Ontario marked a symbolic milestone on the road to a post-carbon future earlier this week with the demolition of two giant smokestacks at the former Nanticoke coal station southwest of Hamilton.
(On the CBC News site, the first stack starts to fall at about 5:15 in the video.)
Like this story? Subscribe to The Energy Mix and never miss an edition of our free e-digest.
“As Ontario nears the fourth anniversary of eliminating coal-fired electricity generation, few events could be more symbolic than having the massive, 200-metre-tall coal smokestacks brought down at the site of the former Nanticoke Generating Station,” Environment and Climate Change Minister Chris Ballard said in a statement. The province estimates its coal phaseout is saving $3 billion per year in foregone health costs, though CBC cites a discredited  Fraser Institute report alongside that calculation.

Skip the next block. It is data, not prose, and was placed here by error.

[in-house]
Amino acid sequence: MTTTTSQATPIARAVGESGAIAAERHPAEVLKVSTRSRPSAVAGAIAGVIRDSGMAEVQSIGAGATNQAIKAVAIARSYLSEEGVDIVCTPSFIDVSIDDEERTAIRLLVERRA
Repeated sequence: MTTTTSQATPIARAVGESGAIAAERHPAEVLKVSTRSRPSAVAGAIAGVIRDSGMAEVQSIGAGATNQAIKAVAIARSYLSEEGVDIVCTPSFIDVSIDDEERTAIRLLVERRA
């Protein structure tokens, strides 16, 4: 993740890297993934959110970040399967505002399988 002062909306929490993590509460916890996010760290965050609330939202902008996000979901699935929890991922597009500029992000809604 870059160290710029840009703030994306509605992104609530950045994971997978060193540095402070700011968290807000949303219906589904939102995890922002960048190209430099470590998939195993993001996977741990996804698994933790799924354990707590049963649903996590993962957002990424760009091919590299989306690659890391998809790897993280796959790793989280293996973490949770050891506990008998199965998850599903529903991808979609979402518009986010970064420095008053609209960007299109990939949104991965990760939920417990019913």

Nanticoke was North America’s biggest coal plant until it was shuttered in 2013. The province announced  almost two years ago that it would repurpose the site into a 44-megawatt solar farm.
“The demolition is a sign of the times for power generation in Ontario,” CBC reports. “The Nanticoke plant operated from 1972 to 2013,” and “it was a major employer in Haldimand and Norfolk counties, providing jobs for more than 650 people at any given time.”
Haldimand County Councillor Leroy Bartlett admitted to “a touch of sadness” in seeing the smokestacks come down.
“I don’t hardly remember when those stacks weren’t there,” but “times have changed,” he told CBC. “People expect their energy to be cleaner and greener, and we knew coal was not going to be an option anymore.”